Another easy Crassula, the string of buttons plant is a very popular indoor succulent and a favorite among beginners. Given the right care it will grow quickly, getting taller and forming pups at its base. As with most of the succulents on this list, just plop your Crassula perforata into some well-draining, gritty soil and place it in the sunniest location you can offer. An added bonus of exposing this plant to plenty of sun is that its normally green leaves will acquire a lovely pink shade.
During the growing season, water whenever the soil has gone dry. When things get a little darker during wintertime reduce watering to about once a month. If you find the plants are getting a little too tall for your liking, simply cut off their heads and replant them. This encourages branching and makes for a fuller look. The pot will be full of branches in no time!
You can buy Crassula perforata cuttings online here.
Mother of Thousands (Kalanchoe daigremontiana/Bryophyllum daigremontianum
Mother of Thousands succulents are easy to grow and can take quite a bit of abuse. A wonderful option for beginners, but you better keep this one far away from your other plants as it certainly lives up to its name. This succulent grows tiny plantlets along the edges of its leaves and drops them everywhere, which means any plant pot standing too close by will be full of tiny babies that may crowd out the original inhabitant. Looks cute at first, but can be quite a nuisance in the long run.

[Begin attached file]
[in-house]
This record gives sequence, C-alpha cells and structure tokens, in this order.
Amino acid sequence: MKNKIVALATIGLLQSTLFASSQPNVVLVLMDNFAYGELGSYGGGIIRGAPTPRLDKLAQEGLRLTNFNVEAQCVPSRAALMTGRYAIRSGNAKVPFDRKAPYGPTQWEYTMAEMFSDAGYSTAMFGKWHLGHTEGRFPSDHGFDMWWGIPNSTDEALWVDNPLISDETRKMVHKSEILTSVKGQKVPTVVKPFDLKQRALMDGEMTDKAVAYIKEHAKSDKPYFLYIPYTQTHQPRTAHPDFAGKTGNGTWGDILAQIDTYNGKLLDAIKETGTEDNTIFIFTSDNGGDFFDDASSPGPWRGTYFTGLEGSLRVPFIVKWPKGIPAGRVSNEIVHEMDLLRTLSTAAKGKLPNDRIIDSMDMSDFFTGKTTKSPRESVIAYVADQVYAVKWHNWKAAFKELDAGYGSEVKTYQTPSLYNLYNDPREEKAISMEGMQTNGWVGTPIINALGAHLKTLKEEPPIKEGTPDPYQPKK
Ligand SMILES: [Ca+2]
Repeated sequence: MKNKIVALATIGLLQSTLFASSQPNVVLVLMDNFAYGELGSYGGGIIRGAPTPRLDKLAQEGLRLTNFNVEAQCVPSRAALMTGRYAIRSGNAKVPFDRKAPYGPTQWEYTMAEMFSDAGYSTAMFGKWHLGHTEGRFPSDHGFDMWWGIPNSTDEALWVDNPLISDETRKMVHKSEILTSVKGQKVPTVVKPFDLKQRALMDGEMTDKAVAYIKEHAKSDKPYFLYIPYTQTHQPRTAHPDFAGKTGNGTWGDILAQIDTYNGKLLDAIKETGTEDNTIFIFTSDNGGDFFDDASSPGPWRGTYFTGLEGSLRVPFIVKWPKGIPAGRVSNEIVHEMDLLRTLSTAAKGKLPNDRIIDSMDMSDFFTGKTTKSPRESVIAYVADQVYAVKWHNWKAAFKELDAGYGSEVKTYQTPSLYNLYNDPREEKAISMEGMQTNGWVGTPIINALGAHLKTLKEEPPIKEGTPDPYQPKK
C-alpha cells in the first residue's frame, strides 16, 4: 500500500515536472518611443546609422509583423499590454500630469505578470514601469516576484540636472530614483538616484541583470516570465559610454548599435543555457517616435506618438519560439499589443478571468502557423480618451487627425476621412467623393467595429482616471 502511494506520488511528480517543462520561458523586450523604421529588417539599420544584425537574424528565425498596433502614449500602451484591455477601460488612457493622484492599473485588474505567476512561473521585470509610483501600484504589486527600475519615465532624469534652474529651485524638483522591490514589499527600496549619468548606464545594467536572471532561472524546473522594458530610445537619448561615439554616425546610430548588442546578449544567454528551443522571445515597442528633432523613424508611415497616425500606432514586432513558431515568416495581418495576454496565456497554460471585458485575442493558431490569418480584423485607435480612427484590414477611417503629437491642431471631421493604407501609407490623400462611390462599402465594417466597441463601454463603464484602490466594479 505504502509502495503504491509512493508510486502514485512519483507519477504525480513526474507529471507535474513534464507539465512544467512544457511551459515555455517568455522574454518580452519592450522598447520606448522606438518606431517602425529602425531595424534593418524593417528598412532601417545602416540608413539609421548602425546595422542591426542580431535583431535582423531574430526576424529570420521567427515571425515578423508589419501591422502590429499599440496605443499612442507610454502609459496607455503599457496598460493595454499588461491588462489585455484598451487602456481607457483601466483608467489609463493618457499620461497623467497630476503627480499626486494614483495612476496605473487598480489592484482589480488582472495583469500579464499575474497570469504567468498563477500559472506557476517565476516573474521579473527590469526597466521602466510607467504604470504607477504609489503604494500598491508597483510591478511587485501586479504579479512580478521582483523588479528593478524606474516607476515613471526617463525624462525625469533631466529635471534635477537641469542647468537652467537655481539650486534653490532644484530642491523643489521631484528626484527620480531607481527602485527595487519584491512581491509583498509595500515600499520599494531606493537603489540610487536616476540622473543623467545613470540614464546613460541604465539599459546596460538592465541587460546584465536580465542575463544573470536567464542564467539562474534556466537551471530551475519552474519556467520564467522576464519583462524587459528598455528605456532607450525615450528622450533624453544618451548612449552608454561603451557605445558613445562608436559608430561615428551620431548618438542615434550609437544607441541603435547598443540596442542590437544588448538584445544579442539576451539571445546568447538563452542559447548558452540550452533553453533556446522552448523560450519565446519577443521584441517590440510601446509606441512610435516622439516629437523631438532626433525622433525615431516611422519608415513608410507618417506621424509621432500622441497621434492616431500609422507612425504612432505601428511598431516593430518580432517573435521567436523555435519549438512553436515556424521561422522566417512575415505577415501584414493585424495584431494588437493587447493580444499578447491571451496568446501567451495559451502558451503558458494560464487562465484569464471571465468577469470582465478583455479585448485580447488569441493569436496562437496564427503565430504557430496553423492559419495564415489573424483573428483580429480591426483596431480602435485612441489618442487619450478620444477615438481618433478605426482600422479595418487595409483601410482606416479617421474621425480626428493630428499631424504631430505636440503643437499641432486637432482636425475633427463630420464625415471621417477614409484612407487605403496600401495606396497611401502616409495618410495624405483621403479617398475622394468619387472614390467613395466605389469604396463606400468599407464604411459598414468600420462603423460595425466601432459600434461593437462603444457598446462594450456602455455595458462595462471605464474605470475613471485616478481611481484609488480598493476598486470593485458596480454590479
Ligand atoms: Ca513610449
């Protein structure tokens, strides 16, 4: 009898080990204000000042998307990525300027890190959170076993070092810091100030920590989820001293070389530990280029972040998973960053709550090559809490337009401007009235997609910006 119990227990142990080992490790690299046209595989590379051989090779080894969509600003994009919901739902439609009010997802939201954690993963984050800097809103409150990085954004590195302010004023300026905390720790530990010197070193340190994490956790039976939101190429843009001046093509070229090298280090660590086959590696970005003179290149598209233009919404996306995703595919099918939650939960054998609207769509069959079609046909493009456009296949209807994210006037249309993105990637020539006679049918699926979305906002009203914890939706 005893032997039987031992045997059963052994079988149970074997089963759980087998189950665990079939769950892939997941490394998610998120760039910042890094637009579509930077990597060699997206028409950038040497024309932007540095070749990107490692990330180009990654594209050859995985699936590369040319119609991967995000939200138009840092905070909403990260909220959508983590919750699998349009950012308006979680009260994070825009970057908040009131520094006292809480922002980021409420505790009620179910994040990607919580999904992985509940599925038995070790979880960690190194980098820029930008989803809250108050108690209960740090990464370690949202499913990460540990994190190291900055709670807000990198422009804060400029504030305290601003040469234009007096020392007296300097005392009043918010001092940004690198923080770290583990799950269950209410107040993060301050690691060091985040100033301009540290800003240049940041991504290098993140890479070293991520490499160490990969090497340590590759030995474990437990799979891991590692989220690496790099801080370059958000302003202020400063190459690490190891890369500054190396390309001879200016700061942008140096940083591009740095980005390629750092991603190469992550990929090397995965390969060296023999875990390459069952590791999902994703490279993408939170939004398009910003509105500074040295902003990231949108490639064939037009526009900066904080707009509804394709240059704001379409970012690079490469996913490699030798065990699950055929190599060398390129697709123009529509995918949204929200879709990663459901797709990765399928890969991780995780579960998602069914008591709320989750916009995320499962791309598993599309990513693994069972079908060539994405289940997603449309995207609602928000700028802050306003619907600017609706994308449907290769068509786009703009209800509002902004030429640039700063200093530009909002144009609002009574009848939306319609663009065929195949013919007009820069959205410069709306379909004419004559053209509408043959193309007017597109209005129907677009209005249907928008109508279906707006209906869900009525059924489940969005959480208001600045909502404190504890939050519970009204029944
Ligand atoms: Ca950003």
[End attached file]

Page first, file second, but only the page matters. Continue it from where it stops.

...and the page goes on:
To keep your Mother of Thousands succulent happy, provide as much light as possible. Use a terracotta pot with a drainage hole and a gritty soil mixture. Water it a little more often than you would most other succulents; this plant can handle dry soil but will do better if you keep it very lightly moist during the summer growing season.
You can buy a Mother of Thousands succulent online here.
African spear plant (Sansevieria cylindrica)
The genus Sansevieria is pretty much synonymous with easy care. These succulents seem to thrive on neglect – their most common cause of death is actually overwatering. Sansevieria cylindrica is only one of the many varieties of this plant, but its funky appearance has made it my personal favorite.
Sansevierias are often thought to do well in very low-light conditions. Although it’s true they can survive for years without much light, they won’t thrive or put out much new growth. It’s actually better to provide as much light as possible. When it comes to watering, be very careful. Use a super gritty soil mixture and don’t water until it has gone bone dry, which is probably around once every two weeks during summertime and less than once a month in winter. If you’re not sure, just skip watering for another week to minimize the chance of rot.
If you have any more questions about the succulents on this list or if you want to share your own experiences, dont hesitate to leave a comment below!